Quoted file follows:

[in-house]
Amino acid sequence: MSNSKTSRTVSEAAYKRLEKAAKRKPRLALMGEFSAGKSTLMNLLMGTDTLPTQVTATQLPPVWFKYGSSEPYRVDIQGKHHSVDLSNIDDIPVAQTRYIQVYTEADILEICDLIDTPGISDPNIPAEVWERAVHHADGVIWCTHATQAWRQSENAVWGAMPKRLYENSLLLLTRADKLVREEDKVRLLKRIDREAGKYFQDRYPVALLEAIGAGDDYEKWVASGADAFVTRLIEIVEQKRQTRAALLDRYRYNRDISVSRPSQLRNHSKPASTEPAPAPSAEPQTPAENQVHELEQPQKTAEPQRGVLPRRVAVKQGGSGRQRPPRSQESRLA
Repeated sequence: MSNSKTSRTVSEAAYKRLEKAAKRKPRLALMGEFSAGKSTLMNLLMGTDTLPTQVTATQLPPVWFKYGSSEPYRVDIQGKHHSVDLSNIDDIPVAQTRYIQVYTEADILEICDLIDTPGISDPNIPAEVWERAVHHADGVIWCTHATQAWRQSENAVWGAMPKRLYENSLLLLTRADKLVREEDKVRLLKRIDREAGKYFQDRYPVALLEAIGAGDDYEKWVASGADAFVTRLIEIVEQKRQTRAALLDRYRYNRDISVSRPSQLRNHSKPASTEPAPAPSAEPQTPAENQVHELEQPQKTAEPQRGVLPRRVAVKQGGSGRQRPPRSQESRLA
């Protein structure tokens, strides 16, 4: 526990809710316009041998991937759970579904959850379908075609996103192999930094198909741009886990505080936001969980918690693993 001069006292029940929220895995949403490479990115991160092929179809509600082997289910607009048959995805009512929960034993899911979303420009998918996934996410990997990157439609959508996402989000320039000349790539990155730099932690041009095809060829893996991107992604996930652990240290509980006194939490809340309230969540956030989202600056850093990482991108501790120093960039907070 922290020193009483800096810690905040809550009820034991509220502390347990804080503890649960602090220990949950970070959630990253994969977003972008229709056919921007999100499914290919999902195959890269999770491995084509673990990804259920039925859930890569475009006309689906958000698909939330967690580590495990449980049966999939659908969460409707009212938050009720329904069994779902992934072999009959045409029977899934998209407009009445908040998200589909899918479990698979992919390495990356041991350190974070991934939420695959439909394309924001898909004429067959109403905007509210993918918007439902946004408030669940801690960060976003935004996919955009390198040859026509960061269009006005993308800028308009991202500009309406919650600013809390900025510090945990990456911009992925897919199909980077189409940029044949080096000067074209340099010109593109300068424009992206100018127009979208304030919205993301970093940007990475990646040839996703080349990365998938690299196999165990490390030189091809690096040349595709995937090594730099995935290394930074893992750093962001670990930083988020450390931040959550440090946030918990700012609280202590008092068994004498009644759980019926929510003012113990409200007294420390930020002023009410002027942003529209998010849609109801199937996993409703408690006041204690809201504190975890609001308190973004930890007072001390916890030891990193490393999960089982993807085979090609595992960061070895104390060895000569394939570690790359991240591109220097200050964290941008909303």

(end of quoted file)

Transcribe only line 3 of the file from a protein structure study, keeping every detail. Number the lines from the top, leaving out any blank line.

Repeated sequence: MSNSKTSRTVSEAAYKRLEKAAKRKPRLALMGEFSAGKSTLMNLLMGTDTLPTQVTATQLPPVWFKYGSSEPYRVDIQGKHHSVDLSNIDDIPVAQTRYIQVYTEADILEICDLIDTPGISDPNIPAEVWERAVHHADGVIWCTHATQAWRQSENAVWGAMPKRLYENSLLLLTRADKLVREEDKVRLLKRIDREAGKYFQDRYPVALLEAIGAGDDYEKWVASGADAFVTRLIEIVEQKRQTRAALLDRYRYNRDISVSRPSQLRNHSKPASTEPAPAPSAEPQTPAENQVHELEQPQKTAEPQRGVLPRRVAVKQGGSGRQRPPRSQESRLA